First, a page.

Overpass attempts to bring the technicality of rock crawling to console and PC, and for the most part, succeeds.
- Developer: Zordix Racing
- Publisher: Bigben Interactive
- Release date: 27th February 2020 (PC), 17th March (Consoles)
- Genre: Off-Road Racing
- Platforms: Xbox One, PS4, PC, Switch
- Reviewed on: Xbox One X
- Game Supplied by: Publisher
Overpass was a bit of surprise announcement. Apart from the gameplay trailers, there hasn’t been any great furore made about the off-road, rock crawling sim from Swedish developer Zordix. There really isn’t anything like Overpass available anywhere else, which gives even a modestly budgeted game like this a chance to shine.
The front-end menu of Overpass is relatively basic. You can choose from a small selection of modes; Career, Quick Race, Custom Challenge and Multiplayer, and the obligatory options settings. Quick Race lets you choose a single track to compete on, Custom Challenge lets you customise a series of events, and Multiplayer has a few options for Online, Split Screen and Hot Seat races. The real meat and bones of Overpass is the career mode, though.
You begin with a handy tutorial, that will teach you the basics of how to cross obstacles and use the drive selector, and once you’ve completed this, you set out in your distinctly average performance starting vehicle and make your way to the career itself.
There are only two types of event; obstacle races and hill-climbs, but there is enough variety within these to prevent gameplay from becoming stale. Racing is done time-trial style, and at the end of each round, you score points towards your season championship. You don’t have any visual representation of your performance against your opponents during the race besides the on-screen timer, although you can gauge your performance against the specified medal times. Each season, you must work your way through a selection of events. Qualify in the top eight after twelve events, and you can enter the finals. Each event on the grid comes with unlockables, be it new vehicles, part upgrades or cosmetic items for your rider. It’s a very straightforward and arguably unimaginative setup, but it does the job.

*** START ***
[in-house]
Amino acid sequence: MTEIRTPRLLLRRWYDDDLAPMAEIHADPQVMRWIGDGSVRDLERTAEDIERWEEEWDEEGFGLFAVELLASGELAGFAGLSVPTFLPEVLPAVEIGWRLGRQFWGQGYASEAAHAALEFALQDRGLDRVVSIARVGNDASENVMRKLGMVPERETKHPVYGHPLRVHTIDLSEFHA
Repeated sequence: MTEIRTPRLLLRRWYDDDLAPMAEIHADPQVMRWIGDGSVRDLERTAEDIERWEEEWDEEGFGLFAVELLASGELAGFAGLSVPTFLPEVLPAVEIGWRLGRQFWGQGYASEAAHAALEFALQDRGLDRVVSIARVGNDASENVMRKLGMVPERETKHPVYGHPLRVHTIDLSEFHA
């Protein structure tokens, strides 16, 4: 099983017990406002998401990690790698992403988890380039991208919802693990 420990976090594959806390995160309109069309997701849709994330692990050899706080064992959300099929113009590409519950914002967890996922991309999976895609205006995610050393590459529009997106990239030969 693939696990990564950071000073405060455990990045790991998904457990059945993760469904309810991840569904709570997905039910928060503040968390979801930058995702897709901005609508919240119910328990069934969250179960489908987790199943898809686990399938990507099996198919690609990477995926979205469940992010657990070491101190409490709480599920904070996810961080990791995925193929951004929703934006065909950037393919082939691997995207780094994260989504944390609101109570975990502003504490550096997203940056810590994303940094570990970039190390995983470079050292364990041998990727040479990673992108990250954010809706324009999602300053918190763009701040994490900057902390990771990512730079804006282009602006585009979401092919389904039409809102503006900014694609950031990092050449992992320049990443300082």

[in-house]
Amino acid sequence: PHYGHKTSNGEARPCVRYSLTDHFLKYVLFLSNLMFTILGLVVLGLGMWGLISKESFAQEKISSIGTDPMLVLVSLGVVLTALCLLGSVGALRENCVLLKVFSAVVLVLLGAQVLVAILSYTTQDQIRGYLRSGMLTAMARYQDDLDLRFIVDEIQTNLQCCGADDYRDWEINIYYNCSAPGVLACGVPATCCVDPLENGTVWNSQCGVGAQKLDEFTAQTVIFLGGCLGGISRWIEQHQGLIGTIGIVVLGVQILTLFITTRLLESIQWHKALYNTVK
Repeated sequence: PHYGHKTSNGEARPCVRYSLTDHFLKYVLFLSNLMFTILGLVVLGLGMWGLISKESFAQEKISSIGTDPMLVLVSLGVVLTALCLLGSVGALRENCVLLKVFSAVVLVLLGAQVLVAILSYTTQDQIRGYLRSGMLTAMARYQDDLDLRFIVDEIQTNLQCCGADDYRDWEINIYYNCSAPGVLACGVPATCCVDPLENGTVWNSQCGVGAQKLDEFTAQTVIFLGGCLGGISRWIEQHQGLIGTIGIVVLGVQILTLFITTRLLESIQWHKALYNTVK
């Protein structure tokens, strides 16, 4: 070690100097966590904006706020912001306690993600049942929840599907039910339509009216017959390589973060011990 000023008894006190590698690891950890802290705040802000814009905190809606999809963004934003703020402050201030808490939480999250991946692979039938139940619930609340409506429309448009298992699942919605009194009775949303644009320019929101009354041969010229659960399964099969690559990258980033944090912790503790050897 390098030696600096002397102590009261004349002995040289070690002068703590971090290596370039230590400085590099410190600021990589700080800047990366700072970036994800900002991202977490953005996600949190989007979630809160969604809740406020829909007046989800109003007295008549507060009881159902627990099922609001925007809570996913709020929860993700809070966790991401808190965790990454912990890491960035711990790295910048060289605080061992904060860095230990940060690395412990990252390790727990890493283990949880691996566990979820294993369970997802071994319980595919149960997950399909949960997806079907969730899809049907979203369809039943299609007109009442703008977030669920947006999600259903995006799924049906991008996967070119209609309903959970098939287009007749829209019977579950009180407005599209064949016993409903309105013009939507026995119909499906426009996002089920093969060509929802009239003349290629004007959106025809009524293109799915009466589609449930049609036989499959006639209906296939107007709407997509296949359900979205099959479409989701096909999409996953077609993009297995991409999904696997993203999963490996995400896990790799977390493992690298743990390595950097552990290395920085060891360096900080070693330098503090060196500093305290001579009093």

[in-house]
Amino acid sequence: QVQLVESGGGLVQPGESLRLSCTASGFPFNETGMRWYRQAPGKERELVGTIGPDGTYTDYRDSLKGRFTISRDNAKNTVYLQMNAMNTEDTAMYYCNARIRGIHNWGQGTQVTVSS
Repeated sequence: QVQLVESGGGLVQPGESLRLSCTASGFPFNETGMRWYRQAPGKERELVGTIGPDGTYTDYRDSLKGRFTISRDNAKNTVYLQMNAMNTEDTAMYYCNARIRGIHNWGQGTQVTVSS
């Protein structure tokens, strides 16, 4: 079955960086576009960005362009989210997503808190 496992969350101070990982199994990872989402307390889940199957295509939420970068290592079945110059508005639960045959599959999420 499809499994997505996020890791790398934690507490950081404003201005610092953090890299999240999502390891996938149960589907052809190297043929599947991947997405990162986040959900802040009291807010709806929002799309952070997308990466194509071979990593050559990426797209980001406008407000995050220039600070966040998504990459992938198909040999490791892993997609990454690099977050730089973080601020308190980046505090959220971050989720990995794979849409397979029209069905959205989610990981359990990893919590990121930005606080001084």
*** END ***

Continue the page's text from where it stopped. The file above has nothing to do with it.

The real enjoyment from Overpass comes from the excellent physics and driving mechanics. In most games, speed is king, and judicial application of the accelerator will see you through most races. Here, a measured touch is crucial. Going too fast will see you topple your vehicle on uneven ground, or smash your suspension against a large rock. Climbing larger obstacles requires a more tactful approach, with due care needed to avoid becoming wedged in between rocks, or to avoid beaching your car on logs. It’s different to almost any other game, with the closest comparison to the approach needed being tackling the harder tracks on Trials. Indeed, like on Trials, while you are learning it can be a frustrating experience, but it never feels unfair. If you persevere and learn how to overcome even the most insurmountable looking obstacles, there’s a real sense of accomplishment when you finally master it.